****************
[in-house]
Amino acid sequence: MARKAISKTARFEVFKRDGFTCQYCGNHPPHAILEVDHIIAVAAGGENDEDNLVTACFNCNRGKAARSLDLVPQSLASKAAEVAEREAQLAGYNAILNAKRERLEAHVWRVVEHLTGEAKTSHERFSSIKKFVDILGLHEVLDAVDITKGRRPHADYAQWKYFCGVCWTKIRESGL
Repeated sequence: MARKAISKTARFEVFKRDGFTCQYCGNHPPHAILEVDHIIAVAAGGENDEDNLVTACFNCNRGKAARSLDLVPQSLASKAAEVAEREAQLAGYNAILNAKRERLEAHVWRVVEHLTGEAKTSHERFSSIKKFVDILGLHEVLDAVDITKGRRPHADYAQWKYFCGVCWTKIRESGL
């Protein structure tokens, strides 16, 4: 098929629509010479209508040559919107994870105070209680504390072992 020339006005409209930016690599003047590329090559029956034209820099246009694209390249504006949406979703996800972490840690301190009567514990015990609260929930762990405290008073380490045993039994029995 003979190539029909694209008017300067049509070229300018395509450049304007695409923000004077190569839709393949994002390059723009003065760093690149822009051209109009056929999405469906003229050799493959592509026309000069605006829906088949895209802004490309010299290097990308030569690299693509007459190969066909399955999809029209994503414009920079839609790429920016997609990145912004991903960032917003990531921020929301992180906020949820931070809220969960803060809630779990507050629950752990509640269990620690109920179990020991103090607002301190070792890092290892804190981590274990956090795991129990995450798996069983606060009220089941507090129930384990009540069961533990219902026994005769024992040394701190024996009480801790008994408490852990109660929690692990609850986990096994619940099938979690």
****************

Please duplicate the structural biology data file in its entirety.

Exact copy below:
[in-house]
Amino acid sequence: MARKAISKTARFEVFKRDGFTCQYCGNHPPHAILEVDHIIAVAAGGENDEDNLVTACFNCNRGKAARSLDLVPQSLASKAAEVAEREAQLAGYNAILNAKRERLEAHVWRVVEHLTGEAKTSHERFSSIKKFVDILGLHEVLDAVDITKGRRPHADYAQWKYFCGVCWTKIRESGL
Repeated sequence: MARKAISKTARFEVFKRDGFTCQYCGNHPPHAILEVDHIIAVAAGGENDEDNLVTACFNCNRGKAARSLDLVPQSLASKAAEVAEREAQLAGYNAILNAKRERLEAHVWRVVEHLTGEAKTSHERFSSIKKFVDILGLHEVLDAVDITKGRRPHADYAQWKYFCGVCWTKIRESGL
């Protein structure tokens, strides 16, 4: 098929629509010479209508040559919107994870105070209680504390072992 020339006005409209930016690599003047590329090559029956034209820099246009694209390249504006949406979703996800972490840690301190009567514990015990609260929930762990405290008073380490045993039994029995 003979190539029909694209008017300067049509070229300018395509450049304007695409923000004077190569839709393949994002390059723009003065760093690149822009051209109009056929999405469906003229050799493959592509026309000069605006829906088949895209802004490309010299290097990308030569690299693509007459190969066909399955999809029209994503414009920079839609790429920016997609990145912004991903960032917003990531921020929301992180906020949820931070809220969960803060809630779990507050629950752990509640269990620690109920179990020991103090607002301190070792890092290892804190981590274990956090795991129990995450798996069983606060009220089941507090129930384990009540069961533990219902026994005769024992040394701190024996009480801790008994408490852990109660929690692990609850986990096994619940099938979690």